Delta-driven COVID-19 surges worsen in parts of Asia


A number of Asian countries, especially in the southeast, reported more daily highs for COVID-19 cases, as global health officials continue their push for more equitable vaccine distribution to beat back the pandemic.

Concerns deepen about Southeast Asia

Indonesia, currently the region’s worst hot spot, continues to report about 50,000 new cases a day, and it reported a record number of deaths, with 1,449 more fatalities reported, according to Xinhua, China’s state news agency.

A few days ago Indonesian President Joko Widodo said the country, currently under a partial  lockdown, may ease restrictions next week, due to a decline in cases, according to Reuters. However, epidemiologists said the fall in cases likely reflects a drop in testing from levels that are already low.

The World Health Organization (WHO) said in its weekly situation report 2 days ago that Indonesia needed strict public health measures and called for urgent steps to curb sharp rises in 13 of Indonesia’s 34 provinces.

The nonprofit aid group Save the Children yesterday warned that the worst is yet to come with Southeast Asia’s COVID-19 surge. It said the quickly spreading Delta (1617.2) variant and slow vaccine rollout have caused cases in the region to jump 37% over the past week. The group said it is “deeply concerned” about the impact on lives and livelihoods and the impact on children, who are missing school and their routine health services.

It said many parts of the region have low testing levels, so officials case count likely underestimate the true COVID level. They called for urgent actions to close the vaccine access gap between richer and poorer countries.

Elsewhere in Asia, Thailand reported a new record high for cases, with 13,665 more, according to the Bangkok Post. The country is in its third surge, and the latest cases were spread throughout the country, with about 5,700 from the Bangkok area.

Myanmar reported record cases and deaths today, amid reports that the country’s military junta has arrested several doctors treating COVID-19 patients due to their support for protests against the regime, according to Reuters, which cited doctor colleagues and media reports.

South Korea also reported a new single-day high for cases, with 1,842 new infections, according to Reuters. The group includes 270 Navy sailors who were evacuated from a ship sailing in Africa. Clusters in different parts of the country continue to emerge, and health official are considering expanding restrictions beyond the Seoul area.

Officials are bracing for a labor rally scheduled for tomorrow, which has drawn concerns that it could trigger a superspreader event.

Continued push for vaccine equity

Doctors Without Borders (MSF) today raised objections to countries giving booster doses when other countries still don’t have enough supply to protect healthcare workers and other vulnerable groups.

In a statement, it said billions of vulnerable people and health workers are still waiting in their first vaccine doses in low-income countries.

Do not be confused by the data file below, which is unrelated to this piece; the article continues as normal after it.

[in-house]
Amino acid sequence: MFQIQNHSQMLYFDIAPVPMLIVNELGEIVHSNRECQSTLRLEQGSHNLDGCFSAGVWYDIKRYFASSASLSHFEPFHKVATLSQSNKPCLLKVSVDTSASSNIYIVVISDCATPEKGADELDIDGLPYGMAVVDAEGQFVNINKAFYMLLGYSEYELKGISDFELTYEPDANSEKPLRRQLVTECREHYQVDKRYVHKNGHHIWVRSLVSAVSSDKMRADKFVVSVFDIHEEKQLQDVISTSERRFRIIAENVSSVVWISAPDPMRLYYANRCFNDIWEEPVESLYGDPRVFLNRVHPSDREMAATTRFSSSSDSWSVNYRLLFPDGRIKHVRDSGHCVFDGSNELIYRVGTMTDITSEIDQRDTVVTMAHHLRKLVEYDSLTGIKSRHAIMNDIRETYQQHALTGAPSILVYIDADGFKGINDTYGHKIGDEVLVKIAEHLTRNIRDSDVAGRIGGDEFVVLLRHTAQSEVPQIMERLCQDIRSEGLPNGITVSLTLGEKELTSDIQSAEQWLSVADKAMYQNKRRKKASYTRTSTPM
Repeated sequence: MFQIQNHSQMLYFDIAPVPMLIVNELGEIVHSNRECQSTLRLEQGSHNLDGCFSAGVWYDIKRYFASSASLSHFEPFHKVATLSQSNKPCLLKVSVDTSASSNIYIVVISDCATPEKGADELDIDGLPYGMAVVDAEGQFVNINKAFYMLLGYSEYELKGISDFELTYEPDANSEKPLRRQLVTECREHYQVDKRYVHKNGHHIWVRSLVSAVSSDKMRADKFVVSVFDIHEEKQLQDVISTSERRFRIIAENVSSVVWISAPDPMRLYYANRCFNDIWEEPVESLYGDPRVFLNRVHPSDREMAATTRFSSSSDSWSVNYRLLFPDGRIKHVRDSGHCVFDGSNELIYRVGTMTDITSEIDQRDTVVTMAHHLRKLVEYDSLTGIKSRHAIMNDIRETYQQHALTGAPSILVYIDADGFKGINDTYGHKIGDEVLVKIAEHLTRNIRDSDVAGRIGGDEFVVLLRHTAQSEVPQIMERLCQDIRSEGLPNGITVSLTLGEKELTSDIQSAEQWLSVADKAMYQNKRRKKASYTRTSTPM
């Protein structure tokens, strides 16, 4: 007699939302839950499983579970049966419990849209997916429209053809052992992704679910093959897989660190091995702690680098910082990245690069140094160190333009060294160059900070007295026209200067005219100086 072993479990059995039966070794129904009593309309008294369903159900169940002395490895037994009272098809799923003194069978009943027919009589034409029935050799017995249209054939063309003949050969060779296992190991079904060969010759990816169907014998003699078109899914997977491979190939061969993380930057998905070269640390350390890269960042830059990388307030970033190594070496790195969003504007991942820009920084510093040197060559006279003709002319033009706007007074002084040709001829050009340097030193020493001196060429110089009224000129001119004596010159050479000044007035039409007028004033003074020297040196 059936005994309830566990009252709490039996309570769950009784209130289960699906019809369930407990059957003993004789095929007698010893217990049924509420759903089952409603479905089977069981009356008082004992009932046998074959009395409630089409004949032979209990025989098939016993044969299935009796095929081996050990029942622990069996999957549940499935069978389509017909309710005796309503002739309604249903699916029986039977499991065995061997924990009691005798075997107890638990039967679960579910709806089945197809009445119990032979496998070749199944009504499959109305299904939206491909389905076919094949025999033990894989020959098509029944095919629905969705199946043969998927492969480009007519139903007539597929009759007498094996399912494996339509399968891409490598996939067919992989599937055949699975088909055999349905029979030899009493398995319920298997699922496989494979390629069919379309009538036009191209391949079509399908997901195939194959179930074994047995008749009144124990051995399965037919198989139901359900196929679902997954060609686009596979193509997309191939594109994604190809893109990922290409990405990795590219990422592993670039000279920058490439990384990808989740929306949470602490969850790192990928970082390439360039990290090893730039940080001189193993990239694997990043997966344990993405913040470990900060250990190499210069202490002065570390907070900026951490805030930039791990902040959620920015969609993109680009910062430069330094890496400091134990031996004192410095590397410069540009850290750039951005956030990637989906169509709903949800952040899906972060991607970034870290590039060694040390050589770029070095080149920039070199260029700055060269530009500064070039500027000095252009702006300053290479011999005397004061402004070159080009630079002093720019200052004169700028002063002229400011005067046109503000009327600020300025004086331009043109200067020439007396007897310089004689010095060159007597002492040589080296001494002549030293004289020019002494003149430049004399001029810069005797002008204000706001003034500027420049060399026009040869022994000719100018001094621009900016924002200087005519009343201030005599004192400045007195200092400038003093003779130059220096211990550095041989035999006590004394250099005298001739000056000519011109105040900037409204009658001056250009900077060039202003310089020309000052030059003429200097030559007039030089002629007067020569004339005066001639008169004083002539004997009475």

The nonprofit also pointed out that there is still no scientific consensus on whether booster doses are needed, making any country’s decision premature.

Carrie Teicher, MD, MPH, director of programs at MSF’s United States division, said governments that have vaccinated well beyond vulnerable groups should stop and consider the dramatic global imbalance.

“We cannot let pharmaceutical corporations prematurely dictate the need for boosters in the absence of conclusive data and evidence when we need to be moving mountains now to make sure available doses go to protect healthcare workers and vulnerable people in low- and middle-income countries who remain at grave risk of catching and dying from COVID-19,” she said.

In a related development, the United Nations Development Program, the WHO, and the University of Oxford today announced the launch of a COVID-19 vaccine equity dashboard. They projected that low-income countries would add $38 billion to their gross domestic product this year if they had the same vaccine uptake as higher-income countries.

Meanwhile, officials with the WHO’s African regional office said today that Africa’s vaccine crunch is starting to ease, with the first delivery of COVAX vaccine from the United States arriving this week, with 60 million doses expected in the coming weeks.

The group’s director, Matshidiso Moeti, MBBS, said just 1.5% of the region’s population is vaccinated, and she urged African countries to redouble their efforts to get doses into arms as fast as possible, with a goal of reaching 10% of the most vulnerable groups by September.

More global headlines

  • Chinese officials today rejected a WHO plan for a second phase of the investigation into the origins of SARS-CoV-2, according to Reuters, which said they objected to one of the hypotheses that the virus may have escaped from a lab.
  • Tunisia, one of the countries experiencing a catastrophic COVID wave, has ordered its military to take over management of the pandemic response, according to the Associated Press.
  • Australia’s most populous state, New South Wales, which includes Sydney, reported its highest daily total of the pandemic, with 124 new cases today, the country’s ABC News reported today.
  • The global total today soared past 192 million cases and is currently at 192,325,802, and 4,131,804 people have died from their infections, according to the Johns Hopkins online dashboard.





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